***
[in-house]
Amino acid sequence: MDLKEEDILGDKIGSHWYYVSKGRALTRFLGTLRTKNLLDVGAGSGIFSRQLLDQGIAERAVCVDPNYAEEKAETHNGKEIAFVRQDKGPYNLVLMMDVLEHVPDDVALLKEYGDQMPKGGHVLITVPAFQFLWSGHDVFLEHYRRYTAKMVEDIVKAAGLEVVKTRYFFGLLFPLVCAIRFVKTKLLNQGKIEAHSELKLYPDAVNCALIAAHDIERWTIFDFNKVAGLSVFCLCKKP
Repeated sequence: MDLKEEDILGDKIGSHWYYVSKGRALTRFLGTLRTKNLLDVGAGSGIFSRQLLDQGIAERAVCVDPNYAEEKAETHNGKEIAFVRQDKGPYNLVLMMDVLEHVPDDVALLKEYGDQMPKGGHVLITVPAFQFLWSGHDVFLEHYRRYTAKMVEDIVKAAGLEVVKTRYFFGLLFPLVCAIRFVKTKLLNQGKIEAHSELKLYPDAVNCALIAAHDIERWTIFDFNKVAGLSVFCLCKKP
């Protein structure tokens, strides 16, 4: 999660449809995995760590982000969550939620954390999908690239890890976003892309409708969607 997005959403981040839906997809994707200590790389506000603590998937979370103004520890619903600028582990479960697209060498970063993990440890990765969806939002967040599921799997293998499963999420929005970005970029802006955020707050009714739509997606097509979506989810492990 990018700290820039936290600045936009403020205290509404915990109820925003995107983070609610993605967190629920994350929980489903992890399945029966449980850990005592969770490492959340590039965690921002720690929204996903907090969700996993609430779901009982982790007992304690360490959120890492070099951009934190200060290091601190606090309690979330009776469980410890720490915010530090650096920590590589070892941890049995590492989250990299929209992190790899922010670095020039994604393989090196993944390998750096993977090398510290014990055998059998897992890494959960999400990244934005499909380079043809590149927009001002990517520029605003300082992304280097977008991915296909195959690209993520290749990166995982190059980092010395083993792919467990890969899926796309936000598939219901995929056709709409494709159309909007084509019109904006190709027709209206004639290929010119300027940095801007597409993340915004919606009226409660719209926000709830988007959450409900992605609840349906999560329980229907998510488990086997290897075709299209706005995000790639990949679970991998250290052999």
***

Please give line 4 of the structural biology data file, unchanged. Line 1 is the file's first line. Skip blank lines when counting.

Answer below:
């Protein structure tokens, strides 16, 4: 999660449809995995760590982000969550939620954390999908690239890890976003892309409708969607 997005959403981040839906997809994707200590790389506000603590998937979370103004520890619903600028582990479960697209060498970063993990440890990765969806939002967040599921799997293998499963999420929005970005970029802006955020707050009714739509997606097509979506989810492990 990018700290820039936290600045936009403020205290509404915990109820925003995107983070609610993605967190629920994350929980489903992890399945029966449980850990005592969770490492959340590039965690921002720690929204996903907090969700996993609430779901009982982790007992304690360490959120890492070099951009934190200060290091601190606090309690979330009776469980410890720490915010530090650096920590590589070892941890049995590492989250990299929209992190790899922010670095020039994604393989090196993944390998750096993977090398510290014990055998059998897992890494959960999400990244934005499909380079043809590149927009001002990517520029605003300082992304280097977008991915296909195959690209993520290749990166995982190059980092010395083993792919467990890969899926796309936000598939219901995929056709709409494709159309909007084509019109904006190709027709209206004639290929010119300027940095801007597409993340915004919606009226409660719209926000709830988007959450409900992605609840349906999560329980229907998510488990086997290897075709299209706005995000790639990949679970991998250290052999």